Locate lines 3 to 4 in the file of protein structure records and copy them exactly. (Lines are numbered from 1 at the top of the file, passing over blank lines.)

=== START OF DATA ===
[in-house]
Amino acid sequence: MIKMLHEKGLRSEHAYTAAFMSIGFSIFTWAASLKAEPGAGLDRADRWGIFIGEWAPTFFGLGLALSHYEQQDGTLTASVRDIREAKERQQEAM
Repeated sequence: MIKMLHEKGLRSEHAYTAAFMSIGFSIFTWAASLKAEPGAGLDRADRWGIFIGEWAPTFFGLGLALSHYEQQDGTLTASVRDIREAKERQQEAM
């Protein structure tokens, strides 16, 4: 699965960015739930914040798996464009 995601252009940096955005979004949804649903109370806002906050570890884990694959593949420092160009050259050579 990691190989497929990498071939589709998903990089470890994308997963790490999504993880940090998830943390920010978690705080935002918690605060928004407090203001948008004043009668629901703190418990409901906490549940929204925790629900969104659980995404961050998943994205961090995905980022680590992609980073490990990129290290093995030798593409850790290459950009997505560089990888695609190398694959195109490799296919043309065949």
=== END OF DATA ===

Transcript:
Repeated sequence: MIKMLHEKGLRSEHAYTAAFMSIGFSIFTWAASLKAEPGAGLDRADRWGIFIGEWAPTFFGLGLALSHYEQQDGTLTASVRDIREAKERQQEAM
């Protein structure tokens, strides 16, 4: 699965960015739930914040798996464009 995601252009940096955005979004949804649903109370806002906050570890884990694959593949420092160009050259050579 990691190989497929990498071939589709998903990089470890994308997963790490999504993880940090998830943390920010978690705080935002918690605060928004407090203001948008004043009668629901703190418990409901906490549940929204925790629900969104659980995404961050998943994205961090995905980022680590992609980073490990990129290290093995030798593409850790290459950009997505560089990888695609190398694959195109490799296919043309065949």